Friday, October 19, 2012

Icing the Equator

It was snowing back home, or trying to, when I finally landed in Australia. Today was new firsts for me.  It was the first time I had crossed the equator.  It was the first time I crossed both the Tropic of Cancer and the Tropic of Capricorn.  It was the first time I was in Australia.  I had neglected this blog during this trip, so I am retro posting because I did want to document along the way my journey and actually reflect on this journey that taught me about our cousins.  There is a saying about how everything tries to kill you in this country, I supposed that could have been said about the new world when they colonized it centuries ago.  With regard to Europe, it seems they have always had a concern about population size, and so many were forced to leave Europe and find their fortunes in either the New World, or if they were in Debtors prisons, forced to make the journey to Australia.  I had lived in the United Kingdom for two years during the end of the Thatcher administration.  One thing I observed was their class system, it's so pronounced there.  That need to be titled, positioned or well healed and their subservience to the royals.  I observed the tax battles first hand when the ill fated poll tax proved to be the fatal blow to end the career of Margaret Thatcher.  
But it's not 1990, and I am not in the United Kingdom.  What is the best way to describe Australia at first blush?  They have their own brand of English and the people are incredibly down to earth.  In Queensland, it was not uncommon to see people walking into the local stores "black footing", which mean sans shoes and socks.  I resisted the urge to be snobbish and smiled and people would say g'day to me.  I was quiet at first as I listen to the rate and color of their speech.  They had their own language and coarse wording, but what I noticed about so many people was their incredible love of exploration and they knew their history.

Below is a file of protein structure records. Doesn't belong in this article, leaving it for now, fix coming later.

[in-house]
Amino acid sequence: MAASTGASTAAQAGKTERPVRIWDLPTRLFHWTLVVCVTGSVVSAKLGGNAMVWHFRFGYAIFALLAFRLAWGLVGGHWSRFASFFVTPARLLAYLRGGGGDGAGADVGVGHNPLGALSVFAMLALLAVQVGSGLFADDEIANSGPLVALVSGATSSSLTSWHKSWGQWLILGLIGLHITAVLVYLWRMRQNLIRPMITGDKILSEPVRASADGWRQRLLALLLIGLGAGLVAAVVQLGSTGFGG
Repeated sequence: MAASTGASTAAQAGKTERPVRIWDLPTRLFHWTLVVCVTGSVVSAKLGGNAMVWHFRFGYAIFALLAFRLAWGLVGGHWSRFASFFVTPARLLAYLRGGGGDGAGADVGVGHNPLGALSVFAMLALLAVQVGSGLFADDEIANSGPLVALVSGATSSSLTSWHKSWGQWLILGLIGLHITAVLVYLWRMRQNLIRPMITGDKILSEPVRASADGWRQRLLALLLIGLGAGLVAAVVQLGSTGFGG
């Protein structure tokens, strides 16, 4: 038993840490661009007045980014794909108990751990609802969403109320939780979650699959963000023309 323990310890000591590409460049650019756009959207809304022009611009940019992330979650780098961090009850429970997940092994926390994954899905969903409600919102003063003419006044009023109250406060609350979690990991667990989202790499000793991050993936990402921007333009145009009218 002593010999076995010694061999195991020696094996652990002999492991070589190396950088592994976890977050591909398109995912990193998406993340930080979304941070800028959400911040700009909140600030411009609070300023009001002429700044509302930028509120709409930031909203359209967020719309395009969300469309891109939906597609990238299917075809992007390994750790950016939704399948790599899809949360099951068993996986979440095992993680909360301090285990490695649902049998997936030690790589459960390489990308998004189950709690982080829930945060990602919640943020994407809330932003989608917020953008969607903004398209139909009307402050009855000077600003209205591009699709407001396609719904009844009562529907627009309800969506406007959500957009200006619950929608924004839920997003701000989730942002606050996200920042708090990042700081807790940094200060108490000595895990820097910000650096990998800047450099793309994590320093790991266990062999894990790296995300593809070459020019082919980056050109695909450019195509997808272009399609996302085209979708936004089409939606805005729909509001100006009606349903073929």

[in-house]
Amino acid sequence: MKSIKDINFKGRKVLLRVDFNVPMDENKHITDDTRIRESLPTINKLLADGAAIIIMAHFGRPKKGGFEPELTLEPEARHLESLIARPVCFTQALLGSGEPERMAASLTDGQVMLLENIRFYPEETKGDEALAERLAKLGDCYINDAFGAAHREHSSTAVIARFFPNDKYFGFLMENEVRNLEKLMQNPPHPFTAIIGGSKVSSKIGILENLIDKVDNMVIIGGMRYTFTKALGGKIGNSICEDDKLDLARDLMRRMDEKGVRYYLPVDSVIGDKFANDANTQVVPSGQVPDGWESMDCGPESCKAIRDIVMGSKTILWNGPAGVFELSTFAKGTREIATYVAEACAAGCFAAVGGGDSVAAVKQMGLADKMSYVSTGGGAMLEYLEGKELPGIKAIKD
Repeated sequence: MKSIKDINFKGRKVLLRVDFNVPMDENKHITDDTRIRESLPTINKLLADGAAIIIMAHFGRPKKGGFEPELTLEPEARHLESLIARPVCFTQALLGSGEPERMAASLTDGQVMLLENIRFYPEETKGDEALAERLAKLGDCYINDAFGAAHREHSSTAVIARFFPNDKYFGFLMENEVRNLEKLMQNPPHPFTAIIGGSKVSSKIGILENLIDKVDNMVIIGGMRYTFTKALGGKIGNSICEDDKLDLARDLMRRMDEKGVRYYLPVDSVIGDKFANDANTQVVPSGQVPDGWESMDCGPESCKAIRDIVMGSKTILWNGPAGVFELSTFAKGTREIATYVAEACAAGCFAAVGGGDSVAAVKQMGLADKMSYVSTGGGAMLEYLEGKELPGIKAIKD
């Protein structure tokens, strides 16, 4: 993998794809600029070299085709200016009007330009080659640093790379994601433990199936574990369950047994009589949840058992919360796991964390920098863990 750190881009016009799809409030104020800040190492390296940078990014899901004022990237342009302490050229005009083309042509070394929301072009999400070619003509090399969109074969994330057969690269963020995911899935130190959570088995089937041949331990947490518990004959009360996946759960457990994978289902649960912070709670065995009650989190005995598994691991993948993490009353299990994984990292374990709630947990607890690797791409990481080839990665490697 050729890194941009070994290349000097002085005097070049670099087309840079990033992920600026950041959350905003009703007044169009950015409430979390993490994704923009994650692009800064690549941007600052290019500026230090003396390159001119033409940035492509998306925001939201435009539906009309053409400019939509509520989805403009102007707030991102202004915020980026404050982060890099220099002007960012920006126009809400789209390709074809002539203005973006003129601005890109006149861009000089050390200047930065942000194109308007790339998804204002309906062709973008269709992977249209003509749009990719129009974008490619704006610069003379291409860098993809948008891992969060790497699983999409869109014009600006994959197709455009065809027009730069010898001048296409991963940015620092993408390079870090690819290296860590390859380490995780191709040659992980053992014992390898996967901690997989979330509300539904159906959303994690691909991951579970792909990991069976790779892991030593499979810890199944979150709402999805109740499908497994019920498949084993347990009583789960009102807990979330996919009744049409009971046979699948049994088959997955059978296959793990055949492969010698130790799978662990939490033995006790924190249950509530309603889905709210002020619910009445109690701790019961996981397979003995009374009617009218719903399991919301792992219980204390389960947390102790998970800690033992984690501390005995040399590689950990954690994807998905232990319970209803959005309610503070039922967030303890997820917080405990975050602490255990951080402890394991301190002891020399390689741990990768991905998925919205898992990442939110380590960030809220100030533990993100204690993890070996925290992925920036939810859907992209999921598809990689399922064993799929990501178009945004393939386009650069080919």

When I first arrived, the driver was telling me about the horrible droughts they were having in Allora, which is an incredibly small town where the author, P. L. Travers grew up.  Those of you who have read the "Mary Poppins" series will know who P. L. Travers is.  I hadn't know that she had spent her childhood here before I arrived, but it's kind of a funny thing, because I would say about myself, "I'm like Mary Poppins, I go where I am needed."  It's also the location of a small museum that houses a replica of the Talgai skull that was found here, estimations range from 9 to 11 thousand years old.  For religions based on the story of Adam and Eve, that throws a horrible wrench into that theory.  The original skull is housed elsewhere, in the Shellshear Museum, Department of anatomy at the Sydney University, but nonetheless, the replica is housed their small museum.  I thought it was interesting that Allora township in Darling Downs actually sold the skull instead of donating it.  
 It was an incredible drive from Brisbane to Allora, and I have a habit of shooting photographs out the window, because it helps me to keep the moment alive when I go someplace new.  The weather was terrifically warm and I was very happy to have stowed my winter coat in my luggage.  Here, spring was coming to an end and the very beginning of summer was upon them.
 I was getting use to the altitude of their small pass, and was shown and told about the aboriginal affection for these mountains, which the driver apologized for their lack of size and said, "well, they're really not mountains, more like hills, but to us, they're our mountains."  The aboriginal people call two particular mountains 'the guardians', not allowing anything bad into the outback.  I was only able to get a quality shot of the one below.  I have to say that I felt like Dorthy, in the Wizard of Oz.  Only I wasn't off to see the Wizard or looking for a place called home and I have only passed through Kansas and have no desire to return there anytime soon.

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